Long-anticipated growth has finally come to rural Iowa, but is hardly the harbinger of prosperity so many wanted.
A study released this month by Iowa State University sociologist Dr. David Peters crunches 40 years of U.S. Census data, showing that income inequality in Iowa, like the rest of the country, is on the rise. And, for Iowans, such growth is now outpacing the nation, especially within our more rural counties.
Deficiencies in some of these rural spaces are so stark as to rank among the 10 fastest growing places in the nation. They rank in the top 1 percent of American places for disparity growth — a situation Peters described as a “phenomenal jump” and “shocking” in The Des Moines Register.
Counties ranking in the top 10 for wealth gap from 2000 to 2012 are Emmet (fifth), O’Brien (seventh) and Worth (ninth).
“Bottom earners have really taken a hit, especially since the last recession, and that’s what is driving inequality,” Peters explains. “The wage replacement for people who are laid off from middle-skilled, middle-wage jobs is much lower. They’re not able to recoup those wages and that’s where you see falling incomes.”
Unfortunately, the silver lining for rural counties is also a double-edged sword.
Because Peters can attribute much of the current disparity to growth in farm incomes, due to higher commodity prices, inequality will likely begin to stabilize in rural counties on the back of lower income for all.
Fewer farms and a lack of middle-skill jobs leave few options.
Eight of the 10 Iowa counties with the largest wealth gaps were rural. The other two contain university towns, which are economically influenced by student populations.
NOT JUST RURAL
While Iowa’s rural counties are showing larger inequality growth, their lower populations prevent them from being the largest contributors to the state’s overall wealth gap. Counties contributing the most are metropolitan centers — Polk County, Linn County, Johnson County and Scott County.
While the Hawkeye State has historically seen a low growth in income equality when compared to the rest of the nation — i.e., Iowa’s growth rate is 11.7 percent since 1970 compared to a 20.5 percent national rate — during the 2000s the state has surpassed national trends.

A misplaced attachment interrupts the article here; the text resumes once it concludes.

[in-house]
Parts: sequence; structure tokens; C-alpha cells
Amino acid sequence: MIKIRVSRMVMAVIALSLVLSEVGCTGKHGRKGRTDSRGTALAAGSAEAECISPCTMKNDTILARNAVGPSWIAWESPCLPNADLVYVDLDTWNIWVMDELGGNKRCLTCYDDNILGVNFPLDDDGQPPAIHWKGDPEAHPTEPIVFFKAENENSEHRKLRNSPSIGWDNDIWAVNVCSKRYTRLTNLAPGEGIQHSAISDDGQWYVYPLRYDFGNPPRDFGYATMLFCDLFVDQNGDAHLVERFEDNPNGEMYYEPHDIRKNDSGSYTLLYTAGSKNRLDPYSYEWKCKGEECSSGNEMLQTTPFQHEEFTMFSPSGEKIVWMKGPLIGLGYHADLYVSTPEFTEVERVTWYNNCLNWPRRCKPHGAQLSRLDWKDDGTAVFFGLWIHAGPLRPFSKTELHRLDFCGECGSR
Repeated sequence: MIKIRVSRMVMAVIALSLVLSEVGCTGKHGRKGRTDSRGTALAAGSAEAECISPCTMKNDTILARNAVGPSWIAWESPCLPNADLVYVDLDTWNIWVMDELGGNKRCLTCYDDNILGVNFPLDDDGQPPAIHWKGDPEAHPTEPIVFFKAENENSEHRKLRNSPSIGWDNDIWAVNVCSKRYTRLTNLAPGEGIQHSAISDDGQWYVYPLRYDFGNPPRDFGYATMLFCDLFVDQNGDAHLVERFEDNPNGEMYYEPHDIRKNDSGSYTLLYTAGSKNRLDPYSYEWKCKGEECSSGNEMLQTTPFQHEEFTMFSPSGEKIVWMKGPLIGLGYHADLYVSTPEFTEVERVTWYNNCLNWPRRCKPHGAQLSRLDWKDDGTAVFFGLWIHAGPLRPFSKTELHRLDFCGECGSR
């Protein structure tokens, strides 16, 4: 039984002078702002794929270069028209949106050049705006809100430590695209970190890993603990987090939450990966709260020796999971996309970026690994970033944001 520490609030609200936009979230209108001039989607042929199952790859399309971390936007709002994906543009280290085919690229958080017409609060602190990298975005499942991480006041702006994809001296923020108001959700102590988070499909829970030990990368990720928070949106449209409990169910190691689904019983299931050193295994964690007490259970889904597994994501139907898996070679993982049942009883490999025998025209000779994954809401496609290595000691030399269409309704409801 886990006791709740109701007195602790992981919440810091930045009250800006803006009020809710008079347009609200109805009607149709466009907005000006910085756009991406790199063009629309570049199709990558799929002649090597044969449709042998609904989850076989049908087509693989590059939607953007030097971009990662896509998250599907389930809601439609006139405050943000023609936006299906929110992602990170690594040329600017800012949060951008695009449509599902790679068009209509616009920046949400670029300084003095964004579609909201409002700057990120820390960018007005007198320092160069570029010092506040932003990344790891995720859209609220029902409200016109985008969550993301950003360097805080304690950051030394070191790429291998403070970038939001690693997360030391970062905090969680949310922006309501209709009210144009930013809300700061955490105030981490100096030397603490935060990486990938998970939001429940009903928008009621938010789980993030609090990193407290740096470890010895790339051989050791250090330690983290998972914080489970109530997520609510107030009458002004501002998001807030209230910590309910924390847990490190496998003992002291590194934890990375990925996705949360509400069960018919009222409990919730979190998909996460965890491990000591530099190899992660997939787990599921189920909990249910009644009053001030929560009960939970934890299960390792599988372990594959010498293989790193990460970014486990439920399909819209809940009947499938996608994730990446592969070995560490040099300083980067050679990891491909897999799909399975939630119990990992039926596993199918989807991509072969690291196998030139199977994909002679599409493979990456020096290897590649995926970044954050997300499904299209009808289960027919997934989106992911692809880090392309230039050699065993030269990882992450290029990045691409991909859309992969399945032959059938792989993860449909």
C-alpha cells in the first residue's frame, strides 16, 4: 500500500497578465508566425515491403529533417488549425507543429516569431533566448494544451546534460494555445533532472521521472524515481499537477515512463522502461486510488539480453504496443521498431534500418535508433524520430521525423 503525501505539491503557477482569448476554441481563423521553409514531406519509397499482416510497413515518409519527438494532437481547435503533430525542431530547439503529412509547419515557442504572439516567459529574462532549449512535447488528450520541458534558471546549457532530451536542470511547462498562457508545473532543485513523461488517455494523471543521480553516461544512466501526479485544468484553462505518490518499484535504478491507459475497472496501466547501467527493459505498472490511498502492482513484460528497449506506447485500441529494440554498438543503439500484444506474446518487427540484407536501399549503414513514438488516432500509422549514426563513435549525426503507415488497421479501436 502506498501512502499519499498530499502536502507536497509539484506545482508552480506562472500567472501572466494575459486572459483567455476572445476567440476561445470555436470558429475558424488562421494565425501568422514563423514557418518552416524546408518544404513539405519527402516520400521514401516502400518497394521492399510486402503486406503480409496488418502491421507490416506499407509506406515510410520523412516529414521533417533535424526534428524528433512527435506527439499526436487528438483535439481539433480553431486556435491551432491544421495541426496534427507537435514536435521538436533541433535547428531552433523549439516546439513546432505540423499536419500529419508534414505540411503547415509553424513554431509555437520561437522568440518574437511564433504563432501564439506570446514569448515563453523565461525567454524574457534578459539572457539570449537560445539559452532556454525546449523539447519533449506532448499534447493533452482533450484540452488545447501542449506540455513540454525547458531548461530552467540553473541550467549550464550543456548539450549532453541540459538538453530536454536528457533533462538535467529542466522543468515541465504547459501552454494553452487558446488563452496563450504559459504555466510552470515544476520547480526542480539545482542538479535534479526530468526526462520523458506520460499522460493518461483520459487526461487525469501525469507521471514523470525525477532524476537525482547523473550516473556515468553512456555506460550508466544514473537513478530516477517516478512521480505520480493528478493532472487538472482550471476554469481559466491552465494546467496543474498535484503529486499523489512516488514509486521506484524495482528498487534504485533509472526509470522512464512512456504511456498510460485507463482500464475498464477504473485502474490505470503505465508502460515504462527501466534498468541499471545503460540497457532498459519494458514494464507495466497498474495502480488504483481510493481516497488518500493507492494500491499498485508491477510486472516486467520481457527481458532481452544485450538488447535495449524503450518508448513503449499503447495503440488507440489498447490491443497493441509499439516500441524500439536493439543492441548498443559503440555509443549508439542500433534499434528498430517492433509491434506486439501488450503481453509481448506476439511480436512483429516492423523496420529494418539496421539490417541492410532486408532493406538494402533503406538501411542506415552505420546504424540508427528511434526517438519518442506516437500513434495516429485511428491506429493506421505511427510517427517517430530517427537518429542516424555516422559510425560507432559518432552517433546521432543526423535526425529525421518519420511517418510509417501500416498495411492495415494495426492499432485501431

The end result is that Iowa, and the Midwest as a whole, has more equal incomes than most of the nation, but is polarizing faster.
Based on Peters’ research, the most unequal places in Iowa are rural, older and have a population that is more ethnically diverse. They also have more single-parent households, and tend to have a majority of either low-skill jobs in leisure and retail.
It has been well-researched that wealth gaps negatively impact communities and can manifest as physical or mental health ailments, diminished academic success, higher crime rates, increased illicit drug use and addiction and diminished mobility. Contingent to these negative impacts is an inability to broadly function as communities.
When a county is stacked with lower income people, average wages often do not make ends meet. This results in many wage earners supplementing paychecks with already strapped social services. Limited wealth results in few contributing to the betterment of the programs or the communities.
Just as an individual living in poverty is subjected to a cognitive tax, limiting his or her ability make important decisions, communities can falter when their leaders and advocates are continually focused on how to provide for their own.
Likewise, community leaders far removed from a smaller impoverished demographic may be unaware or unprepared to proactively alleviate threats.
Peters suggests economic inequalities can be addressed through a “public investment in quality education and jobs, and a tax system to support such investments.”
Specifically, he suggests that economic development programs focus efforts to expand and attract full-time jobs that are at least moderately skilled, pay above average wages and offer benefits.
Too many rural counties are suffering from a current or former investment in one key employer. When that business relocates or, worse yet, shuts down, a domino effect impacts every facet of the community. Schools and governments are left with fewer resources. Individuals often take lower-wage opportunities or move to access similar wages. The number and quality of faith groups decline. The larger business community either learns to exist on less revenue, or shutters its doors.
Evidence of this decline is found in rural towns throughout the state.
What small economic development efforts need are a comprehensive approach — one that can only exist through coordinated efforts by our state leaders.
The inequities of Tax Increment Financing — that the state backfills a portion of school funds, but ignores absent county revenues — should be addressed this Legislative session.
The condition and safety of highways in rural areas needs to become a state priority, since transportation is a key factor in where businesses choose to locate. While we’re at it, we can develop a 10-year plan for bridge improvements.
The state needs to revamp development moneys in acknowledgment that rural areas can’t exist on motel-hotel taxes, and there need to be additional and specific incentives for businesses that choose to launch, build or expand in rural communities.
Finally, we need to have a “Come to Jesus” meeting on the reality of an unsustainable economy built on the back of inflated commodities, casino revenue distribution, low-wage service jobs and multiyear, increasing tax breaks for businesses. It is of little use to train a worker for a job that doesn’t pay a living wage.
When we place our eggs in multiple baskets and start building things in Iowa again, we will begin to see our towns and rural spaces revitalized.
This column by Lynda Waddington originally published in The Gazette on Sept. 21, 2014.